A lead is the investor signing up to do the hard work associated with investing in a startup (it’s not all sipping Blue Bottle Coffee while listening to podcasts). Beyond capital, a lead will invest the most time, energy, and effort throughout a startup’s fundraise. The lead’s process should translate into an endorsement that will serve as the vetting mechanism for follow-on investors to join-in and close out a fundraise. A good lead should do the following:
· Roll-up their sleeves and do the necessary due diligence to validate a startup’s business
· Set the valuation and terms of the investment
· Build conviction in the investment opportunity
· Hire (or help find) an appropriate law firm to paper the deal
· Provide accessibility and availability to syndicate the round with other investors
· Write the biggest check (and reserve for future fundraises)
· Take a board seat and help implement a governance structure for the startup
· Give strategic guidance on personnel, operations, growth, capital and exits
· Play an active role in the ongoing investor reporting of the startup
When should you find a lead investor?
The time spent working to identify and secure a lead early in (or before) a fundraise will provide a meaningful ROI to a startup. A commitment from a lead will separate a startup from others on the fundraise trail that have not secured one. After a lead makes a commitment to fund a startup, then they will quickly switch to act as an advocate for the startup during the remainder of the fundraise – the lead is staking its reputation (and its investor’s money) on the quality of the investment opportunity. Building the necessary conviction to lead an investment in a startup does not happen over-night.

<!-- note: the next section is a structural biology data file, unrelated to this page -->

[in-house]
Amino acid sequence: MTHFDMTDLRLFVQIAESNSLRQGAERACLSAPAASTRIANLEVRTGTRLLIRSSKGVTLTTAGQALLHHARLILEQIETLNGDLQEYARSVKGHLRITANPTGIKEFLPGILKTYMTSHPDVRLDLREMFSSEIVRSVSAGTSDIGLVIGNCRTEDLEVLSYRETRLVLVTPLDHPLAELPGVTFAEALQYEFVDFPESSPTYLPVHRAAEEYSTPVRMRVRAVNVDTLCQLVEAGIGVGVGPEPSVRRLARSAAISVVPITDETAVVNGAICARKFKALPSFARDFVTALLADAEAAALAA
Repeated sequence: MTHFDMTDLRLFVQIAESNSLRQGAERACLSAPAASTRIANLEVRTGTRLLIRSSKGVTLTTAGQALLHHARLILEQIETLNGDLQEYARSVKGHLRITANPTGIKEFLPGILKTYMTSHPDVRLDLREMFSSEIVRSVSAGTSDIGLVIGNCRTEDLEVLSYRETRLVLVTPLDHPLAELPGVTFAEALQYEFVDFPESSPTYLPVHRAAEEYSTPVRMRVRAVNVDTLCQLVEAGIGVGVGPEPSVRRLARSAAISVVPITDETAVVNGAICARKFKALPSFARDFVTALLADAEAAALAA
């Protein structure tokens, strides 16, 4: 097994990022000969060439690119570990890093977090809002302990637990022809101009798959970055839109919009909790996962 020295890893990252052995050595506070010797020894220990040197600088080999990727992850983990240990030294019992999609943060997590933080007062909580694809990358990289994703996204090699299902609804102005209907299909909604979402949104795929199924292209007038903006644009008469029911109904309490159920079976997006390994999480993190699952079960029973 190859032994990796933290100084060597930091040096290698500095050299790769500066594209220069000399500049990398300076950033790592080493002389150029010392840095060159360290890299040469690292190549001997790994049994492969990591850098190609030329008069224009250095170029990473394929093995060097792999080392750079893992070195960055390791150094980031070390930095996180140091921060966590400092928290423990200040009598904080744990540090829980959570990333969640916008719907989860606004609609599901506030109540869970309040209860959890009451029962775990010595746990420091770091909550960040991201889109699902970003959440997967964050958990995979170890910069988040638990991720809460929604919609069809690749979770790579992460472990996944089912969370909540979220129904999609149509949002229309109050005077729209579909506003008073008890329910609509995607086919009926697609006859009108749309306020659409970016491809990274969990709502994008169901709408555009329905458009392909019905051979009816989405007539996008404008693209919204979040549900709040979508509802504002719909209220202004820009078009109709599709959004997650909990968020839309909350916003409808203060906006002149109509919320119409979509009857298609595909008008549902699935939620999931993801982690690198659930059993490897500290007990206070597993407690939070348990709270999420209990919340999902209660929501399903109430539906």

Given the role a lead investor plays with a startup post-investment, they are signing up to partner with its team for years to come. A startup’s team will spend many hours along-side its lead through both the good and the challenging times. So, there needs to be adequate time to build a relationship before an investment. Meaningful relationships between entrepreneurs and investors can take years to develop. However, savvy entrepreneurs should begin their search for a lead no less than one to two quarters in advance of going out to fundraise.
How do you find a lead investor?
The best source to identify a lead is a friendly introduction from a shared contact (e.g. other investors, entrepreneurs, lawyers, or other trusted connections). This introduction provides the initial stamp of approval to quickly get a lead’s attention. But, if such an introduction is not available, then an entrepreneur must do the proactive research to identify a lead.
An entrepreneur needs to know that an investor is a fit for its round – this will require identifying investors that invest in similar startups (but not exactly the same) by searching out and reviewing the investor’s criteria and track record, including:
· Type of Investor (Lead or Follow-on)
· Stage (pre-seed, seed, series A, etc.)
· Investment Size
· Industry (Software & Hardware, Energy & Advanced Materials, Health Innovations)
· Verticals (IoT, Enterprise Software, Medical Device, Cleantech)
· Customer Type (B2B, B2C, etc.)
· Revenue (pre-revenue, specific ARR/MRR benchmarks, etc.)
· Geography (Colorado, Southeast, North America, etc.)
This blog was written by Innosphere Fund Principle Joey Davis